Do you really know them when you don’t know them?

By Perry Tan

Chances are, every single one of us has come into close contact with LGBT ( lesbian, gay, bisexual, and transgender) persons in our lives, be it a teacher, classmate, colleague, fellow NS man, etc. Funny thing is, those of us who are not blessed with a keen sense of intuition won’t even know they are LGBT. They could be deliberately invisible, or we could be blind to their existence. 

On more than one occasion, I came across scenarios where people who were uncomfortable with LBGTs were unknowingly interacting with LGBTs in their social circles. And because they didn’t know, these interactions tend to be nothing extraordinary. I find that both amusing and sad at the same time, and I always asked myself: would these interactions be any different if they knew?

Look back to your Primary School or Secondary School days. Everyone will recall that in a class of 40, there was bound to be a few kids who were different. Girls who were tomboyish and preferred trousers to skirts; girls who preferred to rough it out with boys; boys who were less assertive and more effeminate; boys and girls who did not seem interested in the opposite sex. These kids were usually subjected to ostracisation, taunts, ridicule and sometimes bullying. Butch. Ah Kua. Bapok. Sissy. Faggot. We’ve heard them all. Hell, some of us may even have used them, in our youthful ignorance.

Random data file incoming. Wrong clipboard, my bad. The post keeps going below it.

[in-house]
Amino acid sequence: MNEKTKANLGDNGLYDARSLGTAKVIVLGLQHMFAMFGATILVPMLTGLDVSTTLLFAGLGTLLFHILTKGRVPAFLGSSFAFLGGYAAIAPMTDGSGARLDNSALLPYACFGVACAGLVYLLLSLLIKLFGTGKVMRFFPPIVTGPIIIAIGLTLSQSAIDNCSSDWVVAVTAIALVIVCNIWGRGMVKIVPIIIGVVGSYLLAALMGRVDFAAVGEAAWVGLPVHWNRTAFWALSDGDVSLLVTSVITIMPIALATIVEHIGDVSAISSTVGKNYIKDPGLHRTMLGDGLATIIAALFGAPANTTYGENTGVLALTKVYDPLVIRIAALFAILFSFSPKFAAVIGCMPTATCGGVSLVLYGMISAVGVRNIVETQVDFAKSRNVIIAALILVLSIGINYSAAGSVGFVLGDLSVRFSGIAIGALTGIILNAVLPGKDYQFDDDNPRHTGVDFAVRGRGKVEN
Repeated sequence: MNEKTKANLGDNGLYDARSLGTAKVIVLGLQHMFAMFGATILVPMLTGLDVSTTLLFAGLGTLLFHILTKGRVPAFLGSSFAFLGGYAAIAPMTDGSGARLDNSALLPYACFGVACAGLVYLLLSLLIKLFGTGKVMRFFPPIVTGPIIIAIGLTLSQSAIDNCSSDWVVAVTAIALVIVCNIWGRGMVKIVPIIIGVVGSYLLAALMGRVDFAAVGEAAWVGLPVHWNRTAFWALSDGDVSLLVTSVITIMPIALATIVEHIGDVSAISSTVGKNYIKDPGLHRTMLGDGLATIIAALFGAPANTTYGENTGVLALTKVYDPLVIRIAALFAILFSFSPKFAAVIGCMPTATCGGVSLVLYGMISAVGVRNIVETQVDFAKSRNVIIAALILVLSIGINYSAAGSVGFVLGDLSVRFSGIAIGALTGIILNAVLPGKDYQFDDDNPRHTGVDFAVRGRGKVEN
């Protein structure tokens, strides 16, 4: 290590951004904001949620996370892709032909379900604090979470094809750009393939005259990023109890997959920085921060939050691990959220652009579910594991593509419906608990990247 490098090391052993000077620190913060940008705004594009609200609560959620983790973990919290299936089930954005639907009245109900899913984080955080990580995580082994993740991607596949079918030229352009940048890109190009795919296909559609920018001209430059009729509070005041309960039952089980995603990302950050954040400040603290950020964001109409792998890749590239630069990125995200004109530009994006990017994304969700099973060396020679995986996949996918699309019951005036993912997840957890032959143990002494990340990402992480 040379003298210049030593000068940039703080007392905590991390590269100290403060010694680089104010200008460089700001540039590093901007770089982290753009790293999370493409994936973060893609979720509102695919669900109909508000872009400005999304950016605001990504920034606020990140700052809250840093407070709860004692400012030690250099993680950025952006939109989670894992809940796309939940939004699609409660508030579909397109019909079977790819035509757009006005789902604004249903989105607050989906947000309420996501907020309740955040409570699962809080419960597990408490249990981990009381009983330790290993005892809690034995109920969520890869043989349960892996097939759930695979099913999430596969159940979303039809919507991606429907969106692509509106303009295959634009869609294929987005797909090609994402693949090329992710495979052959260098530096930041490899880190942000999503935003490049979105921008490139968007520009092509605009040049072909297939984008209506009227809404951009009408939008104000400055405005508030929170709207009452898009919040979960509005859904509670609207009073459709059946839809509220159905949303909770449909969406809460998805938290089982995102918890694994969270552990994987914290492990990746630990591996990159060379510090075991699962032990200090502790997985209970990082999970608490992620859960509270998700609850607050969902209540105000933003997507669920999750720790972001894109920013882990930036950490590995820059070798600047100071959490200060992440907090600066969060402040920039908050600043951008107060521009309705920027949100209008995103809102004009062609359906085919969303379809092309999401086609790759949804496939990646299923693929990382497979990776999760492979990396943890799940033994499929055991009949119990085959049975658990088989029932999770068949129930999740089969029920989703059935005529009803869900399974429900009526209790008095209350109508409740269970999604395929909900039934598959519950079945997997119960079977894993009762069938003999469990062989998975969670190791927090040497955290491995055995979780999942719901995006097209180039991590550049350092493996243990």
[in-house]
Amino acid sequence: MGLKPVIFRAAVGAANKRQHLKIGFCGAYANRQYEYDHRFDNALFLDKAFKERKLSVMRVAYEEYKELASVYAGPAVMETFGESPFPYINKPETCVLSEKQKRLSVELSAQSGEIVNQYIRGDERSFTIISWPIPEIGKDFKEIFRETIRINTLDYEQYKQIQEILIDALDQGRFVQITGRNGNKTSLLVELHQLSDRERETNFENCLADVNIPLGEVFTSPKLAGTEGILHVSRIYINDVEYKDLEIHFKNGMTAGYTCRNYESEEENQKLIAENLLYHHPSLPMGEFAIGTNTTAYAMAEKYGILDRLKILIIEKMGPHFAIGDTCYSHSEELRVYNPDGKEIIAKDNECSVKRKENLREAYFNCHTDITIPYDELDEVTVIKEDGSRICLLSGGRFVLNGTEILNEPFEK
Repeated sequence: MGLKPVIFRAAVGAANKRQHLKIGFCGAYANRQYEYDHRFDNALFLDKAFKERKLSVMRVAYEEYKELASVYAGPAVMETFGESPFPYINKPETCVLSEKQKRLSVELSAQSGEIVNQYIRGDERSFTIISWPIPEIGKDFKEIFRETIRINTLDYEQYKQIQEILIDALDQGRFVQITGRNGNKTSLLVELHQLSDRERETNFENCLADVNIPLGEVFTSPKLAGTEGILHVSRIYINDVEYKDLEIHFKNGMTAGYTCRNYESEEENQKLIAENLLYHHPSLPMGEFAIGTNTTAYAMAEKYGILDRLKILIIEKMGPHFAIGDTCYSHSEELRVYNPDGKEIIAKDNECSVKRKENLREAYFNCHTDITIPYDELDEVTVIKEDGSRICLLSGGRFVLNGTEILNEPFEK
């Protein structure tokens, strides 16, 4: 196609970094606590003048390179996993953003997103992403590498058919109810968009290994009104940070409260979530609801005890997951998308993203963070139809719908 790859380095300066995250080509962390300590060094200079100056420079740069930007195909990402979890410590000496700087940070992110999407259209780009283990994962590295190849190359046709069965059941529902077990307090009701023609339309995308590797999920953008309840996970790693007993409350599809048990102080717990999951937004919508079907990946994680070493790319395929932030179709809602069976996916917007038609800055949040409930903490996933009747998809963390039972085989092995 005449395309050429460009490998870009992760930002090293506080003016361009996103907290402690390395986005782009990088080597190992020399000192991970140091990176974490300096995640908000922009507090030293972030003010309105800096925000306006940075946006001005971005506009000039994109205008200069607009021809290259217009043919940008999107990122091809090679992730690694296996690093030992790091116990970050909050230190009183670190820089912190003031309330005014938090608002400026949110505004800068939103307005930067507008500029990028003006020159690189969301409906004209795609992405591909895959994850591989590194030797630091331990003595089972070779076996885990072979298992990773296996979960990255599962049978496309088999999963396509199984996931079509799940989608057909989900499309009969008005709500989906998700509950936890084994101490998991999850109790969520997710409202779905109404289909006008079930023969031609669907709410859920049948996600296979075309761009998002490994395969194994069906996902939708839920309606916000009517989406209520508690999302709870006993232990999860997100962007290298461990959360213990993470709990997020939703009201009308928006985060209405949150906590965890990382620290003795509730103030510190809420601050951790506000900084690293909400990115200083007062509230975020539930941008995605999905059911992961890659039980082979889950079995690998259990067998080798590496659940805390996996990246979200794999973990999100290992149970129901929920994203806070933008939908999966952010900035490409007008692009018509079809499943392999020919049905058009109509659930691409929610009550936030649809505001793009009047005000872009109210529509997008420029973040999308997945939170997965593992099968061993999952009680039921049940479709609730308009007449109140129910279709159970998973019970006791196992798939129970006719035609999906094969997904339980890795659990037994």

As adults, if you manage to trace old school friends, you’d almost inevitably find that some or most of those “different” kids are now openly LGBT.

Do you really believe it’s a “choice”? Who in the right mind would “choose” a LGBT “lifestyle” and subject oneself to a lifetime of social ridicule and misunderstanding, and a sexuality that is illegal in the eyes of the law?

When you use the term homosexual “lifestyle”, do you know what goes on in the typical day or weekend of a LGBT person? Do you think it is any different from yours other than what happens in the bedroom, which really, is no business of yours, as what happens in yours is no business of theirs.

When you attempt to understand the root causes of homosexuality, do you reference the fields of biology and psychology or do you interpret literally from an archaic tome? Do you talk to LGBT folks or do you talk to straight people who hold strong anti-LGBT views?

When you express the fear that your kids would be converted into an alternative sexuality, have you come across any evidence, scientific or anecdotal, that a person has turned gay because of peer influence?

When you make reference to that one or two cases of successful “conversion therapy” that someone told you about, have you fact checked with the huge body of knowledge which clearly evidenced that conversion therapy is ineffective at best, destructive at worst?

When you assert that every single of them are who they are because they were scarred by some unspeakable, traumatic sexual assault, do you personally know of even one LGBT person who is close enough to share with you his / her experience and feelings living as a LGBT person in a majority heterosexual world?

The real assault they endured was from a society which did not know better, from friends, family and fellow human beings who did not understand, empathise and did not accord them the very basic right to be themselves.


This post was first published on Perry Tan’s facebook. We thank him for allowing us to publish here in full.